Duerr, J. and L. Jones, 2012. Dissolved Inorganic Carbon (DIC) Variance With Depth Within the Sargasso and Caribbean Seas and its Implications for Calcifying Organisms. Unpublished student research paper, Class C-239, Sea Education Association, Woods Hole, MA.
Toney, B., 2011. Analyzing a Predictive Model for Aragonite Saturation. Unpublished student research paper, Class S-238, Sea Education Association, Woods Hole, MA.
Meyer, A. W.*, M. K. Becker^, K. C. Grabb^ and SEA Cruise S-250 Scientific Party, 2014. SEA Semester undergraduates research the ocean's role in climate systems in the Pacific Ocean. AGU Fall Meeting, San Francisco, CA.
* SEA faculty and staff
^ SEA Semester alumnus
Ocean Acidification, Whaling Conventions, and SheetsPosted on: August 03, 2017
By: Chiara Rizzuti and Maggie Nye, Liceio scientifico statale Leonardo da Vinci School and The Urban School of San Francisco
Today we woke up at 6:30 and after the usual chores, we had our watch meetings and learned how to tie a bowline knot. While some of us were able to complete the knot right away, some struggled to tie it. The RA’s challenged some of us to tie the knots in weird and creative ways such as, tying it behind the back, with our feet, and by closing our eyes.Read More
Hold ‘Em & Fold ‘EmPosted on: July 14, 2017
By: Mark “Snark” Waddington, B-watch, Second Mate
A very wise friend once gave me this advice (I think we were talking about chairs): “You’ve got to know when to hold them, know when to fold them. Know when to walk away, and know when to run.” He was trying to wax philosophically about how chairs were like life in general. Now it’s my turn.Read More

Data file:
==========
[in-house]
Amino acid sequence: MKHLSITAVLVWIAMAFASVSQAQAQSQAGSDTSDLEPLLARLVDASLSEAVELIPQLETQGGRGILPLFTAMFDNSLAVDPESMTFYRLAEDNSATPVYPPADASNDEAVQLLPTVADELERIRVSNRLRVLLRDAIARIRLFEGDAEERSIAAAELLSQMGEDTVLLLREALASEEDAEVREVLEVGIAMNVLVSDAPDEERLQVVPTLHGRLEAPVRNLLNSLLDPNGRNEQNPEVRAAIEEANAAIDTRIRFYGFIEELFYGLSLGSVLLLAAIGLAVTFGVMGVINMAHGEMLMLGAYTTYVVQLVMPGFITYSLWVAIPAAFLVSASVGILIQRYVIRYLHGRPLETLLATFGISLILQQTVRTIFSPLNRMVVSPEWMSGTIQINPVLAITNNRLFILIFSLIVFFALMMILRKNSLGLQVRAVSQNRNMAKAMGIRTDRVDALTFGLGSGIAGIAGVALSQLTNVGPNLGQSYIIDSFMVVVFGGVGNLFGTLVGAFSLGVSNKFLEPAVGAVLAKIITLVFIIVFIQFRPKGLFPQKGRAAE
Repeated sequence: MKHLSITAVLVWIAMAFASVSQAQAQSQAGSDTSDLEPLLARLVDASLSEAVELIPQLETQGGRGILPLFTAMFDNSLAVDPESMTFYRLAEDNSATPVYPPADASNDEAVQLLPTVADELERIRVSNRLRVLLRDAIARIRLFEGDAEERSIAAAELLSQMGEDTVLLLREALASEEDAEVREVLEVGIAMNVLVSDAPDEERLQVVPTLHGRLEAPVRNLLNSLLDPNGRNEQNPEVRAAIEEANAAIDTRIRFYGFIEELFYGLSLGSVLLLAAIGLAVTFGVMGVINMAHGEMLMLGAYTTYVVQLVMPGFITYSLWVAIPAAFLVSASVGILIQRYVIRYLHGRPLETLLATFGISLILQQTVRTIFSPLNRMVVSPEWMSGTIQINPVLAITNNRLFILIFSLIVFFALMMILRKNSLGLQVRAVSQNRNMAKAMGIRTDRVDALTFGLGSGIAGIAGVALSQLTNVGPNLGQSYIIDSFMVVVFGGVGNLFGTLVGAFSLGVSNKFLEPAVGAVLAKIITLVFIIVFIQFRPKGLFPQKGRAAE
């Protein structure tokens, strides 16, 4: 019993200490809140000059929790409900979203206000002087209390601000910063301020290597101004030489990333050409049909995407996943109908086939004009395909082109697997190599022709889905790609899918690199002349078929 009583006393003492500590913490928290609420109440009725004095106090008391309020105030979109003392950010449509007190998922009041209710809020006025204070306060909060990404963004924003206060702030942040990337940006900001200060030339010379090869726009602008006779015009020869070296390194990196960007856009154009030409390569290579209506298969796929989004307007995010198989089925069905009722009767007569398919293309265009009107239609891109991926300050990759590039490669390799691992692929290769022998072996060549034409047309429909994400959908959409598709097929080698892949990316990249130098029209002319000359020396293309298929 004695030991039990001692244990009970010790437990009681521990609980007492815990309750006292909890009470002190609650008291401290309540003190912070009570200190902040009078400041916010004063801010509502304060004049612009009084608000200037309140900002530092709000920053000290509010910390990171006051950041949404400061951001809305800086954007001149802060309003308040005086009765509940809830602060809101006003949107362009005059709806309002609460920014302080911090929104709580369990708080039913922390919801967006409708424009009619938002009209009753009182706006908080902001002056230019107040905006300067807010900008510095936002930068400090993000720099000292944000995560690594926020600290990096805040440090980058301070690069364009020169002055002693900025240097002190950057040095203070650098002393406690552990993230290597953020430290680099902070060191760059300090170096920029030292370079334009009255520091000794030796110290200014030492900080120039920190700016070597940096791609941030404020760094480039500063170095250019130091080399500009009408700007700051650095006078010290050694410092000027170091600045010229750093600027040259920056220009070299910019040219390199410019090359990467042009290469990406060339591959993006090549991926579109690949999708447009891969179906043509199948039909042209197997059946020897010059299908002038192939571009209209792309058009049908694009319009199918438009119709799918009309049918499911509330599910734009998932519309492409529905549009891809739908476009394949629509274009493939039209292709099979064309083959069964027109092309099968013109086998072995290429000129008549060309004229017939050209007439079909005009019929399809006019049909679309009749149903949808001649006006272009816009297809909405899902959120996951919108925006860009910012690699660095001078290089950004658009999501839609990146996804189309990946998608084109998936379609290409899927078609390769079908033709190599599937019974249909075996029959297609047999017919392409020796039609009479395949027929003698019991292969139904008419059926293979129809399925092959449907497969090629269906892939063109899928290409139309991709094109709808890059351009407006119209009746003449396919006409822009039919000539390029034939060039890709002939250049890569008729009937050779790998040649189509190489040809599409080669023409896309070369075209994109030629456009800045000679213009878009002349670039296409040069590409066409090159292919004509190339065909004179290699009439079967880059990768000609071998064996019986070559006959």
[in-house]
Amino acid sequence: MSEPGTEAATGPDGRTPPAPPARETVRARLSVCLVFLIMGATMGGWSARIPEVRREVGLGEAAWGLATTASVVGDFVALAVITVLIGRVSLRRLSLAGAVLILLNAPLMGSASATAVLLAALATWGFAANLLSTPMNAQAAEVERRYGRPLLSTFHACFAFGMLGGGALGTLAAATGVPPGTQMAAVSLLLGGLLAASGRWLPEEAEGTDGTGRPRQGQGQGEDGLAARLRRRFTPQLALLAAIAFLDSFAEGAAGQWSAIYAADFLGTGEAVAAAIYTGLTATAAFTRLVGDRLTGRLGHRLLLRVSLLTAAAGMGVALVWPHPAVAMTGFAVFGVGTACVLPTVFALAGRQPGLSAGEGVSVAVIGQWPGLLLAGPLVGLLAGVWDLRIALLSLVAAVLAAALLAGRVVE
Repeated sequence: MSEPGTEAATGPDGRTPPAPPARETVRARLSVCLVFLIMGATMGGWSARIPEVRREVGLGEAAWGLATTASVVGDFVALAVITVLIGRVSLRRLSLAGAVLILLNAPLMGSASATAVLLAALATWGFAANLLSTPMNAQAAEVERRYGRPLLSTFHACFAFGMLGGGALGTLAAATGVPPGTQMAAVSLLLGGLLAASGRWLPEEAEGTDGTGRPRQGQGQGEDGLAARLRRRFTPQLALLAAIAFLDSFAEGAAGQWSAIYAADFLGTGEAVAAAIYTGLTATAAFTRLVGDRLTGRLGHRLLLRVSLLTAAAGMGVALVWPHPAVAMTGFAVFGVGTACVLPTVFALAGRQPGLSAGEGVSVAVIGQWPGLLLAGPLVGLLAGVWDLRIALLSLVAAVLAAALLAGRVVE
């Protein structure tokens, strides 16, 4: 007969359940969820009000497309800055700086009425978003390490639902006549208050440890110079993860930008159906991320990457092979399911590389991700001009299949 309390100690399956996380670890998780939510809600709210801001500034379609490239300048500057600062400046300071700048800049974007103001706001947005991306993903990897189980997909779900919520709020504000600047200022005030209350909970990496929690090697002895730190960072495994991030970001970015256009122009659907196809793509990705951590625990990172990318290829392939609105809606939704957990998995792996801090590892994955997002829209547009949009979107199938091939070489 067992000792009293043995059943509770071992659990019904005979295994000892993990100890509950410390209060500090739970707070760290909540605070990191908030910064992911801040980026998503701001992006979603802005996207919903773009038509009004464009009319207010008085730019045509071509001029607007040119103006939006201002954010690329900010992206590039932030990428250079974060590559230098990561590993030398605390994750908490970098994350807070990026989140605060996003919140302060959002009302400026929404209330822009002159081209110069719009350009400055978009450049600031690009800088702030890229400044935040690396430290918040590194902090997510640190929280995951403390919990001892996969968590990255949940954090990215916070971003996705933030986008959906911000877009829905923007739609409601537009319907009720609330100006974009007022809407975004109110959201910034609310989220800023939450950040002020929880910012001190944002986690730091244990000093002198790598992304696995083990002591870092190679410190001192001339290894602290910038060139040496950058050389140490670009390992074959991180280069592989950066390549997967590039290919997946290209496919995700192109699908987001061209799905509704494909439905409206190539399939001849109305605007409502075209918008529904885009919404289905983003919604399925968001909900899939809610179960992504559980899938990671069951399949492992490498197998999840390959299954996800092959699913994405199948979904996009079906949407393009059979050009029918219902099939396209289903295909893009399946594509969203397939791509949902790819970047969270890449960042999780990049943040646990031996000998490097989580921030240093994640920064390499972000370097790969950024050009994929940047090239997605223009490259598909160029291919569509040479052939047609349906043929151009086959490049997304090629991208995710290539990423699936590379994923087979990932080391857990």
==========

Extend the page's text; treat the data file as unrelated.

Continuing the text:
Inverts, microscopes and vents! Oh my!Posted on: June 28, 2017
By: Deborah Leopo, University of California, Santa Cruz
I could feel my hands getting clammy as I got off the Peter Pan bus in Woods Hole, Massachusetts. It was 9:30 PM and in a couple minutes, I was going to be greeted by Dr. Adrienne George. While waiting for Dr. George, I was lucky to have met another PEP student, Lynnette. Lynette and I were both from the UC system and we both knew what an honor it was to be selected into the Partnership Education Program. On our way to the SEA campus, I couldn’t help but smile.Read More
Coral HealthPosted on: June 09, 2017
By: Chris Le Boa, Stanford
Standing at the helm, I grasp two spokes of the ship’s wooden steering wheel, when the order comes: “Course ordered 355, steering 005.” I recite the order, following ship’s protocol, knowing full well it will send us directly into the path of an oncoming squall. I turn the wheel a quarter turn until the bow points directly toward the looming wall of black clouds.
I can see black streaks on the horizon, curtains of rain spilling out of sky. The junior watch officer barks out commands in preparation for the oncoming deluge.Read More
SEA you later!Posted on: November 11, 2016
By: The Class of C-270
We are fourteen students from institutions around the world coming together to sail across the tropical North Atlantic Ocean. Our six-week shore component studies have just concluded, with classes in Nautical Science, Oceanography and Marine Policy. Within the next few days we will start our highly anticipated voyage, with the opportunity to put our practical nautical science skills to use and complete our scientific projects.Read More